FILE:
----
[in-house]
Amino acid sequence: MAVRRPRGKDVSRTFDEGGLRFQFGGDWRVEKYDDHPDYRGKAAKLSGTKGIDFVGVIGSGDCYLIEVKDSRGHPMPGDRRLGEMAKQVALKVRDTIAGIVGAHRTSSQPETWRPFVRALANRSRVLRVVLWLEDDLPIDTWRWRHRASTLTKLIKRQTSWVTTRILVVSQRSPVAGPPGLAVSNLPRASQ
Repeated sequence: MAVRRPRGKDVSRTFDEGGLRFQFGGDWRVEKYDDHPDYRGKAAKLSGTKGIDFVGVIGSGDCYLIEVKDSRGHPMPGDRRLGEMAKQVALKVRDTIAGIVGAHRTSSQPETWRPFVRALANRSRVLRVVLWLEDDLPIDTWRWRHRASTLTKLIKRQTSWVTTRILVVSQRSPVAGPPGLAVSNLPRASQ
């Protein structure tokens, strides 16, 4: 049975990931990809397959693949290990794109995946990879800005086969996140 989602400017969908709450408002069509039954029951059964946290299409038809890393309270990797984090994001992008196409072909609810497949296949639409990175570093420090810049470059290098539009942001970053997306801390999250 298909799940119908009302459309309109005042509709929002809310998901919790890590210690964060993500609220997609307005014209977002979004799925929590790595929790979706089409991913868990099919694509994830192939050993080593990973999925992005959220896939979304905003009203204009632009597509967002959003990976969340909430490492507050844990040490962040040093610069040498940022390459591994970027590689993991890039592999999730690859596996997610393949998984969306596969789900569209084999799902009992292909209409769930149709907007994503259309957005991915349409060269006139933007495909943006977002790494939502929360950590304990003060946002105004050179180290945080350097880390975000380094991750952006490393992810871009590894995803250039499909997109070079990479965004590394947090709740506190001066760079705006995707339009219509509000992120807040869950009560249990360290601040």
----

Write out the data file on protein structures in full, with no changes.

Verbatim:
[in-house]
Amino acid sequence: MAVRRPRGKDVSRTFDEGGLRFQFGGDWRVEKYDDHPDYRGKAAKLSGTKGIDFVGVIGSGDCYLIEVKDSRGHPMPGDRRLGEMAKQVALKVRDTIAGIVGAHRTSSQPETWRPFVRALANRSRVLRVVLWLEDDLPIDTWRWRHRASTLTKLIKRQTSWVTTRILVVSQRSPVAGPPGLAVSNLPRASQ
Repeated sequence: MAVRRPRGKDVSRTFDEGGLRFQFGGDWRVEKYDDHPDYRGKAAKLSGTKGIDFVGVIGSGDCYLIEVKDSRGHPMPGDRRLGEMAKQVALKVRDTIAGIVGAHRTSSQPETWRPFVRALANRSRVLRVVLWLEDDLPIDTWRWRHRASTLTKLIKRQTSWVTTRILVVSQRSPVAGPPGLAVSNLPRASQ
């Protein structure tokens, strides 16, 4: 049975990931990809397959693949290990794109995946990879800005086969996140 989602400017969908709450408002069509039954029951059964946290299409038809890393309270990797984090994001992008196409072909609810497949296949639409990175570093420090810049470059290098539009942001970053997306801390999250 298909799940119908009302459309309109005042509709929002809310998901919790890590210690964060993500609220997609307005014209977002979004799925929590790595929790979706089409991913868990099919694509994830192939050993080593990973999925992005959220896939979304905003009203204009632009597509967002959003990976969340909430490492507050844990040490962040040093610069040498940022390459591994970027590689993991890039592999999730690859596996997610393949998984969306596969789900569209084999799902009992292909209409769930149709907007994503259309957005991915349409060269006139933007495909943006977002790494939502929360950590304990003060946002105004050179180290945080350097880390975000380094991750952006490393992810871009590894995803250039499909997109070079990479965004590394947090709740506190001066760079705006995707339009219509509000992120807040869950009560249990360290601040």